NIKOLA TESLA, OF SMILJAN LIKA, AUSTRIA-HUNGARY, ASSIGNOR TO THE TESLA ELECTRIC LIGHT AND MANUFACTURING COMPANY, OF RAHWAY, NEW JERSEY.
TESLA PATENT 336,962 REGULATOR FOR DYNAMO-ELECTRIC MACHINES.
SPECIFICATION forming part of Letters Patent No. 336,962 dated March 2, 1886.
Application filed June 1, 1885. Serial No. 167,136. (No model.)
To all whom it may concern:
Be it known that I, NIKOLA TESLA, of Smiljan Lika, border country of Austria-Hungary, have invented an Improvement in Dynamo Electric Machines, of which the following is a specification.
My invention is designed to provide an improved method for regulating the current in dynamo-electric machines.
In another application, No. 165,793, filed by me May 18, 1885, I have shown a method for regulating the current in a dynamo having the field-helices in a shunt. My present application relates to a dynamo having its field-helices connected in the main circuit.
In my improvement I employ one or more auxiliary brushes, by means of which I shunt a portion or the whole of the field-helices. According to the relative position upon the commutator of the respective brushes more or less current is caused to pass through the helices of the field, and the current developed by the machine can be varied at will by varying the relative positions of the brushes.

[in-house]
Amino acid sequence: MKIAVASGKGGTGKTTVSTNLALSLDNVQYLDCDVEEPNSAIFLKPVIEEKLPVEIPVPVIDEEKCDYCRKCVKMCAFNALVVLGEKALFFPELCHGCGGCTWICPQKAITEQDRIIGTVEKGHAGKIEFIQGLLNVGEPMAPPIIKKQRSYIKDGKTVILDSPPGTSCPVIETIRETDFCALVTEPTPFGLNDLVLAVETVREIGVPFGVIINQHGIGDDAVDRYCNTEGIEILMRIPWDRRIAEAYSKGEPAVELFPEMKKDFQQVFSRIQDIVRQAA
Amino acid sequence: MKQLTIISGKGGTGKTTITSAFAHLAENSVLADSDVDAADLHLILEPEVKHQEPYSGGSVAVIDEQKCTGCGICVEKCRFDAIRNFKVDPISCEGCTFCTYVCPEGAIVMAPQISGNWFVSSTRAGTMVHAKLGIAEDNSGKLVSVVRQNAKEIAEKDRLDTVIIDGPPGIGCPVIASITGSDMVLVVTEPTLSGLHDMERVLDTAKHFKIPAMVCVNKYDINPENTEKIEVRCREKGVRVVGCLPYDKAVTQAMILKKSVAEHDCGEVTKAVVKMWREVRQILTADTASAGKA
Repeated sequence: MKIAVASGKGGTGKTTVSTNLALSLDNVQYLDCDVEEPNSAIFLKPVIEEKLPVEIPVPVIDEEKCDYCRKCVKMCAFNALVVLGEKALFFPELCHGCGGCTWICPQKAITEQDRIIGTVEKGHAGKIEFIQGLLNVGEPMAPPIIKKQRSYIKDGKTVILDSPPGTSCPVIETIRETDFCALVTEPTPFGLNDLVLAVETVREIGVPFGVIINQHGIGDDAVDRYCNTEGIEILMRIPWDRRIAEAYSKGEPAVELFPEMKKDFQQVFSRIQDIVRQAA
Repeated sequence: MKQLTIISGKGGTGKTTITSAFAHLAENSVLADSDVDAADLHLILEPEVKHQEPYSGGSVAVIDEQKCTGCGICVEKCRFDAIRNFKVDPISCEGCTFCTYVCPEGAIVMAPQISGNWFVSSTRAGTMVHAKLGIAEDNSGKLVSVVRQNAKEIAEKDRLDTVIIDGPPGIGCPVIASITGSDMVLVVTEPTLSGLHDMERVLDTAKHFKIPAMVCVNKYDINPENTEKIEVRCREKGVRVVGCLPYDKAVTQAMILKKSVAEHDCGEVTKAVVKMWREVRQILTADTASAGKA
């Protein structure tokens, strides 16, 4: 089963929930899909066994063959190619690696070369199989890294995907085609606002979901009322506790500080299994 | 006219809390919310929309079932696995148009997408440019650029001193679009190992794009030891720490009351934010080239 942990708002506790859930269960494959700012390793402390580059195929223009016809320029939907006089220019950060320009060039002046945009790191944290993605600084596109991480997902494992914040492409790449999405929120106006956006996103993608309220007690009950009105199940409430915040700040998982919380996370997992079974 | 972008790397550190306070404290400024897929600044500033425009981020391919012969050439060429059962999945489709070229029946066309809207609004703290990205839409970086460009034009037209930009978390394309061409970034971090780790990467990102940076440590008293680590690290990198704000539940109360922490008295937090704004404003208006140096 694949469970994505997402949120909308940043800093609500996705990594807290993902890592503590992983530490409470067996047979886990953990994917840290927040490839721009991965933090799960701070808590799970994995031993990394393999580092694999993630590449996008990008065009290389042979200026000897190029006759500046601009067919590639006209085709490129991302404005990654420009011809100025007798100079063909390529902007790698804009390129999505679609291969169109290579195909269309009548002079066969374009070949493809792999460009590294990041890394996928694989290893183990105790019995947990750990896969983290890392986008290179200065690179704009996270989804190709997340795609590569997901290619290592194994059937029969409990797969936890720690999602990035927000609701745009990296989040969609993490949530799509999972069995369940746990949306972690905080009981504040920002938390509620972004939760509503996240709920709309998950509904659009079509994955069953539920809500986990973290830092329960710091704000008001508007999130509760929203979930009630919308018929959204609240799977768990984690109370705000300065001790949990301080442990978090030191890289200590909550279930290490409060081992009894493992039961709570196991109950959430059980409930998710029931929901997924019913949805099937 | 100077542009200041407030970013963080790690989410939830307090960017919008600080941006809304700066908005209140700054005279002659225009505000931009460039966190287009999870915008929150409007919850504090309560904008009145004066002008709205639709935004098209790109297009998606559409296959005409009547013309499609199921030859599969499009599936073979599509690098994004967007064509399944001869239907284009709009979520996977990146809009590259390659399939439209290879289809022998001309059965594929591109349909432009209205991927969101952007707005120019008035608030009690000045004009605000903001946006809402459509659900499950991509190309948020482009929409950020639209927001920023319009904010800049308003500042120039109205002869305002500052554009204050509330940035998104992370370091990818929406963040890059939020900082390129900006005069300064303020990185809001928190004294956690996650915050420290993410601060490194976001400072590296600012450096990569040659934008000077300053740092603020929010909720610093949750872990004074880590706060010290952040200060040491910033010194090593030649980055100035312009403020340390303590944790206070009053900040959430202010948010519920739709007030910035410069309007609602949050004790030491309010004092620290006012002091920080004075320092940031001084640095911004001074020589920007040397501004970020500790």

In the drawings the present invention is illustrated by diagrams, which are hereinafter separately referred to.
In Figure 1, a and b are the positive and negative brushes of the main circuit, and c an auxiliary brush. The main circuit D extends from the brushes a and b, as usual, and contains the helices M of the field-wire and the electric lamps or other working devices. The auxiliary brush c is connected to the point x of the main circuit by means of the wire c'.
H is a commutator of ordinary construction.
From that which has been said in the application above referred to it will be seen that when the electro-motive force between the brushes a and c is to the electro-motive force between the brushes c and b as the resistance of the circuit a M c' c A to the resistance of the circuit b C B c c' D, the potentials of the points x and y will be equal, and no current will pass over the auxiliary brush c; but if said brush occupies a different position relatively to the main brushes the electric condition is disturbed, and current will flow either from y to x or from x to y, according the the relative position of the brushes. In the first case the current through the field-helices will be partly neutralized and the magnetism of the field-magnets diminished. In the second case the current will be increased and the magnets will gain strength. By combining with the brushes a b c any automatic regulating mechanism the current developed can be regulated automatically in proportion to the demands in the working-circuit.